Wendy Gordon is an education consultant with Well Bean Gardening who goes into schools and academies to teach gardening and promote learning by growing.
In addition to her work in schools and academies with students, Wendy also writes about gardening for Kadamey’s FREE online digital activities magazine aimed at parents and early years nursery providers.
During Children’s Mental Health Week (5 to 11 February 2024), Wendy is keen to point out the benefits to all children and young people of getting busy in the garden.
Wendy says: “Gardening has everything and ticks every single box to be a health human being. If we can catch children early then we can encourage them to go outside and to look at what’s around them. To get them to grow flowers for pollinators and to grow healthy food and while they’re doing that they’re getting the exercise that they need.”
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One group Wendy works with enjoy singing the Latin names of plants and it is a good way to embed this language knowledge in a young mind.
Wendy says: “You quite often find us singing Latin names as they garden and they [the group of children] absolutely love it. It’s just fun, to make it a fun activity even on a miserable day.”
This type of activity does show how gardening cuts across the curriculum taking in English, maths, languages and science.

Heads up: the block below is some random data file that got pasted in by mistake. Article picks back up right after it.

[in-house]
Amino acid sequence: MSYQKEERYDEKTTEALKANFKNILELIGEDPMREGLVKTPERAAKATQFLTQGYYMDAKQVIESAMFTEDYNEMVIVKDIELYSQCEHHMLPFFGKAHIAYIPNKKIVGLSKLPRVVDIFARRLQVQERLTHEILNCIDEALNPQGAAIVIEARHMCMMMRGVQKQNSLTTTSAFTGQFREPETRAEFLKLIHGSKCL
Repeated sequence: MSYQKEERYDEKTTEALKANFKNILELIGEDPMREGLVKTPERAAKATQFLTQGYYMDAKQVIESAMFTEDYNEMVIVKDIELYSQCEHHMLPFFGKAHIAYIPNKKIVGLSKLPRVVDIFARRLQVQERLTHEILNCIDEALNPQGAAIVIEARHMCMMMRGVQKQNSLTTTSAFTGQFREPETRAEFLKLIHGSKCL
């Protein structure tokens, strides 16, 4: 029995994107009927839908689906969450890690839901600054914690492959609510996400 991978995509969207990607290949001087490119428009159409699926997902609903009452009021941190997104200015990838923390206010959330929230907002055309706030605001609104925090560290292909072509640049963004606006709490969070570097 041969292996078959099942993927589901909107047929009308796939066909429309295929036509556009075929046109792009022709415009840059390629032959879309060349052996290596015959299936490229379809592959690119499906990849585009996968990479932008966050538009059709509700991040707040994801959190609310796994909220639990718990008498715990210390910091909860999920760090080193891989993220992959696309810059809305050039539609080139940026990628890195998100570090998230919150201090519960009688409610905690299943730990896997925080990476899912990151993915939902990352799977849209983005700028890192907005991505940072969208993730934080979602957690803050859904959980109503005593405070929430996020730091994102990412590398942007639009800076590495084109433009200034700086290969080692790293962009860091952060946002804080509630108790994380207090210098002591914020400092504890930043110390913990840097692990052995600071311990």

Top tips for getting children and young people interested in gardening include:
- Talk to a child – find out their interests within the subject of gardening
- Every group that Wendy works with has a different interest – one group of children she works with enjoys eating the vegetables that have been grown and the incentive is to try new vegetables and flavours. Another group is interested in wildlife and insects and she builds time in for the children to sit and watch the wildlife that visits
- Make it fun! Do tasks in a fun way
Wendy doesn’t believe enough schools are taking up the option of teaching gardening and outdoor learning, due in part to the packed nature of the curriculum currently.
The schools that take up gardening often have a lot in common, says Wendy. She says: “They see the benefit of gardening and they recognise that often children don’t always learn well in a classroom. And different children need different environments in which to work.”
Kadamey is trying to show the key benefits for outdoor sensory play in day nurseries by gathering together evidence and get some of the children’s energy into positive outdoor play.
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